Reclaim the neighborhood, reclaim community, reclaim public safety
Every donation to a bail fund contributes to an alternative vision of justice by treating bail not as a neutral threshold an incarcerated person has to meet before they’re allowed to return to their community, but as an obstacle to justice that can only be resisted collectively. When a fund pays bail, it declares that pretrial detention is cruel and immoral, and that keeping someone locked up doesn’t automatically make their neighbors “safer.”
Mama's Bailout Day and other bottom-up interventions in everyday justice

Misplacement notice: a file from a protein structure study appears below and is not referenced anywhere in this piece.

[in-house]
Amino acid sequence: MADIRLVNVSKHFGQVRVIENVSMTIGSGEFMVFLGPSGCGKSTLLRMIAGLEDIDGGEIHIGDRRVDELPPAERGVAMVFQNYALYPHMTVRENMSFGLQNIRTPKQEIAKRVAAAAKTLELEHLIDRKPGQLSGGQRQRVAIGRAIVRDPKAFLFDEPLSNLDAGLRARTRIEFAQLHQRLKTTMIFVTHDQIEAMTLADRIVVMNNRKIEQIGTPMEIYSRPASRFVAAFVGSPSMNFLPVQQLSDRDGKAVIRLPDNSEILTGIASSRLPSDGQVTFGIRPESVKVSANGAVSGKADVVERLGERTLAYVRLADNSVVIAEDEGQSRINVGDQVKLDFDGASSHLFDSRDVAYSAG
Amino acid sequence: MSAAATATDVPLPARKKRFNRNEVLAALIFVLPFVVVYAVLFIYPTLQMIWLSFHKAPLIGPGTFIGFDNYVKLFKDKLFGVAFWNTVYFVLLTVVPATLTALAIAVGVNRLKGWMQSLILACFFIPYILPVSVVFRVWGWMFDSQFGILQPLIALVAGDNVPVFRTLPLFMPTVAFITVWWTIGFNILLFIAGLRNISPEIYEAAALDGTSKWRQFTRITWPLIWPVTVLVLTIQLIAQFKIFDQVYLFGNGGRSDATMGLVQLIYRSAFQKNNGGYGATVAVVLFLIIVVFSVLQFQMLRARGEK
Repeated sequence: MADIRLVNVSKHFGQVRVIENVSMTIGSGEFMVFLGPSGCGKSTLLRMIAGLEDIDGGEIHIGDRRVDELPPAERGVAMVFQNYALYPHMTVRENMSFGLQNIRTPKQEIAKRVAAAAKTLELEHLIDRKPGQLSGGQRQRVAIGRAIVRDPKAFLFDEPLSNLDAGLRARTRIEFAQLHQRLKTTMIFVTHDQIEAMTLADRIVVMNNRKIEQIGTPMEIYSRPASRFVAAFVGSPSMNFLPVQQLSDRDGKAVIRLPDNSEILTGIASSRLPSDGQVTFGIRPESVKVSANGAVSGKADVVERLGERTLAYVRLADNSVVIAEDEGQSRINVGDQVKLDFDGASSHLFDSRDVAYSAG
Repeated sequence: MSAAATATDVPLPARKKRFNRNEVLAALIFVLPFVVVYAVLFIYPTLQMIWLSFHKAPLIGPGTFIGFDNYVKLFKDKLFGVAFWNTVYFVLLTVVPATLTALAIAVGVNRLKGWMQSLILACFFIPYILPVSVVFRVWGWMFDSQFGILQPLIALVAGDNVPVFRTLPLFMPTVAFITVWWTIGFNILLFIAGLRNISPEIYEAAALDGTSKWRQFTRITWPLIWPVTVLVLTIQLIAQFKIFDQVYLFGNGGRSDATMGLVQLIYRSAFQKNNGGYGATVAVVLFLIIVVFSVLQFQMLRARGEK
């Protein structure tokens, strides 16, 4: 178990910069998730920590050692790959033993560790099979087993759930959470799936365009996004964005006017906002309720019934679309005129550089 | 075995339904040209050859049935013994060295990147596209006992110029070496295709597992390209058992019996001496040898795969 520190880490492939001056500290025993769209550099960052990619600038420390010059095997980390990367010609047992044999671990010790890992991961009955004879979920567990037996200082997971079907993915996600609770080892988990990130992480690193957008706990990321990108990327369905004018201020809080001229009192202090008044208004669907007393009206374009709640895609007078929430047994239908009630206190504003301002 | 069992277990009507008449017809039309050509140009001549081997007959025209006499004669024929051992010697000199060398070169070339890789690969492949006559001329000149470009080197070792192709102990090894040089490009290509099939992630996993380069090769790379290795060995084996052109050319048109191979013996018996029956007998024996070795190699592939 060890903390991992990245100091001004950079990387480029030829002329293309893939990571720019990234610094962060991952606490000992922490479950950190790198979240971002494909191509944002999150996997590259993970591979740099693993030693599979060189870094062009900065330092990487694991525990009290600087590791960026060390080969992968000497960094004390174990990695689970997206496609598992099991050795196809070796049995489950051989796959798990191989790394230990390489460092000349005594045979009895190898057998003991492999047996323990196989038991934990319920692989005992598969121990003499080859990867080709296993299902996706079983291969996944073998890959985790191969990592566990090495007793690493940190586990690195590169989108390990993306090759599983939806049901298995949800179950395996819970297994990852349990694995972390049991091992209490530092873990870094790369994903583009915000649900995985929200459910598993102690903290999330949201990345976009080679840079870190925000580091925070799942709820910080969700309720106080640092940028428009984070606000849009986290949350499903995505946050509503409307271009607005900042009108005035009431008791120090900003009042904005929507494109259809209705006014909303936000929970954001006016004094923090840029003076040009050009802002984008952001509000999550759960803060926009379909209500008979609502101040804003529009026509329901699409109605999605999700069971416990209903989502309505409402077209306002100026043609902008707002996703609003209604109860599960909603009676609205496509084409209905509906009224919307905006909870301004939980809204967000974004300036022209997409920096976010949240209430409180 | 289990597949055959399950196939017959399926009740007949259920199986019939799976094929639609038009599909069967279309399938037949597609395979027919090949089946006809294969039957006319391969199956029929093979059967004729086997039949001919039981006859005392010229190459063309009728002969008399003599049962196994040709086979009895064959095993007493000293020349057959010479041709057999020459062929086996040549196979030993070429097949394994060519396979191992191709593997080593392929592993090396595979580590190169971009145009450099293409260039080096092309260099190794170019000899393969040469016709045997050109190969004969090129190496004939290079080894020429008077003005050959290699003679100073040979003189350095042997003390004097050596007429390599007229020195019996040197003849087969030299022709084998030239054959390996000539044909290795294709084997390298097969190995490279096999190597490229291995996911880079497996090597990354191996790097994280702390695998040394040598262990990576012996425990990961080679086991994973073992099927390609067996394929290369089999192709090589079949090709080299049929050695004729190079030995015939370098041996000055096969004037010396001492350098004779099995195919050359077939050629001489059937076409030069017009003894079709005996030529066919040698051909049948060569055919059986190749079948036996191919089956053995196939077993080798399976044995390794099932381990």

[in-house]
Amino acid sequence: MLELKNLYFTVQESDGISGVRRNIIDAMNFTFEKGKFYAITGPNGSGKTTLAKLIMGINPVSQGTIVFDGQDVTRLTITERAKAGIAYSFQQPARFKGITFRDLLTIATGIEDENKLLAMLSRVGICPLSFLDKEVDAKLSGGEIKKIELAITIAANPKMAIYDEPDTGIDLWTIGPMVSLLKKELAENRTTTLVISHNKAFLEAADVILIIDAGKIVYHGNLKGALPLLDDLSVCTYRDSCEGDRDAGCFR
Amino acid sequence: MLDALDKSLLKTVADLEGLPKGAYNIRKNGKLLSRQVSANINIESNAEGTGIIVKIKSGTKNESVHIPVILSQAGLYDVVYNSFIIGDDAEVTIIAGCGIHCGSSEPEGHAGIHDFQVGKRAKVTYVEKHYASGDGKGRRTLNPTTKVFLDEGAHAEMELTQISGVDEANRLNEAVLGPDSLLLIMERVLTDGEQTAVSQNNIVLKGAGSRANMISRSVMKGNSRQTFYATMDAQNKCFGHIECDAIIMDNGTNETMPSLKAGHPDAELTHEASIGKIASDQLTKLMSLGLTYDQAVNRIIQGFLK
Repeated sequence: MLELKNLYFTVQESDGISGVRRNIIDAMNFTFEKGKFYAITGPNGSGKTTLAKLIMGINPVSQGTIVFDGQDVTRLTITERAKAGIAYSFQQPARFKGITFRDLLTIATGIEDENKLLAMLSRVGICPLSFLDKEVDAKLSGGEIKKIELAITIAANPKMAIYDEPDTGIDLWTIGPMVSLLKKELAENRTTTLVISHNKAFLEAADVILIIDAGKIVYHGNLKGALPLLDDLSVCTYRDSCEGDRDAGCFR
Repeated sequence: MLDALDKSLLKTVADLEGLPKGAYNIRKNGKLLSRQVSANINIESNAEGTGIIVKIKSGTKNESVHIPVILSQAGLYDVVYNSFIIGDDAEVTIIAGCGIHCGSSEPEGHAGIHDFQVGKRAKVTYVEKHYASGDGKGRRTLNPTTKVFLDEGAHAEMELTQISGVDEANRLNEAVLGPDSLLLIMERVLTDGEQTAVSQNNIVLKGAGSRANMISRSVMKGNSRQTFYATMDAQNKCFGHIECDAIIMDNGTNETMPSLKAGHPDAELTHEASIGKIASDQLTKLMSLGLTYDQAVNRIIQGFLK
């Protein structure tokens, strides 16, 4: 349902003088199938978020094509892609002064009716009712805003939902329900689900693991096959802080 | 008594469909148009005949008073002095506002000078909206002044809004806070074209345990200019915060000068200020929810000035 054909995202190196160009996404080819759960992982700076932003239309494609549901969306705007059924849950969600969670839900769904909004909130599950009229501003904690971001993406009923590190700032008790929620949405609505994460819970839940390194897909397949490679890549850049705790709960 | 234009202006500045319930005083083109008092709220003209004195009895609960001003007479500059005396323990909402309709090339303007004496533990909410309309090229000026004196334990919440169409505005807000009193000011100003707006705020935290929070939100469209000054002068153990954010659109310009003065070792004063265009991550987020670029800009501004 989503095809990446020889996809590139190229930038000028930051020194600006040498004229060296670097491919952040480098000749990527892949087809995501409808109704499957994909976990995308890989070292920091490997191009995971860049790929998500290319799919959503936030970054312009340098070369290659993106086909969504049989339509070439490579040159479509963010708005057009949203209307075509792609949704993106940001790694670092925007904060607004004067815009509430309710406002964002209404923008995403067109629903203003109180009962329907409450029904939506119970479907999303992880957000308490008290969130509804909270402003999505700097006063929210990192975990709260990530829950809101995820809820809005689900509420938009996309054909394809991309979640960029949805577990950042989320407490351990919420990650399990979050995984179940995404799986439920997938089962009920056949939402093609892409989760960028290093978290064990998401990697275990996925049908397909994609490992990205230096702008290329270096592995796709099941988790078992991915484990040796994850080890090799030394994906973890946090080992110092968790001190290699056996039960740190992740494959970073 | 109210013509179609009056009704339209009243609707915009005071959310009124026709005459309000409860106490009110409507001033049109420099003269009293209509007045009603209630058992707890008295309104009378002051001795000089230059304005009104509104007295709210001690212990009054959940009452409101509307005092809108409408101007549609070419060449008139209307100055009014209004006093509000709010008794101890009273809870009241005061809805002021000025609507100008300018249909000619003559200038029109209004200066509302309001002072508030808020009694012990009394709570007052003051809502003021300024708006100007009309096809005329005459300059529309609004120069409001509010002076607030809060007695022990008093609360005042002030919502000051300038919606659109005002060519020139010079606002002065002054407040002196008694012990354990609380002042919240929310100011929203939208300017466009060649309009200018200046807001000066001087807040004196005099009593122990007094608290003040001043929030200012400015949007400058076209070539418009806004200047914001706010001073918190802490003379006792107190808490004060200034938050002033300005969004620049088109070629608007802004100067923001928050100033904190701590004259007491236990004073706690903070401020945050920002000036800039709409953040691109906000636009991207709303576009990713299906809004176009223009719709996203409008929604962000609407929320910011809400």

Existing options for criminal justice participation focus too heavily on the decorum of deliberation. Much like the system they protect, they equate disruption with criminality and reinforcing the inequalities that reforms try to dismantle. Relying on deliberation and consensus ignores the ways in which our current criminal justice system relegates African-Americans and other marginalized populations to non-democratic subjects—not just through literal disenfranchisement of individuals with criminal records, but also through doctrine, policy, and rhetoric. And a focus on seeking consensus may lead us to privilege discourse that repeats rather than re-envisions our reigning ideas of what criminal justice should look like.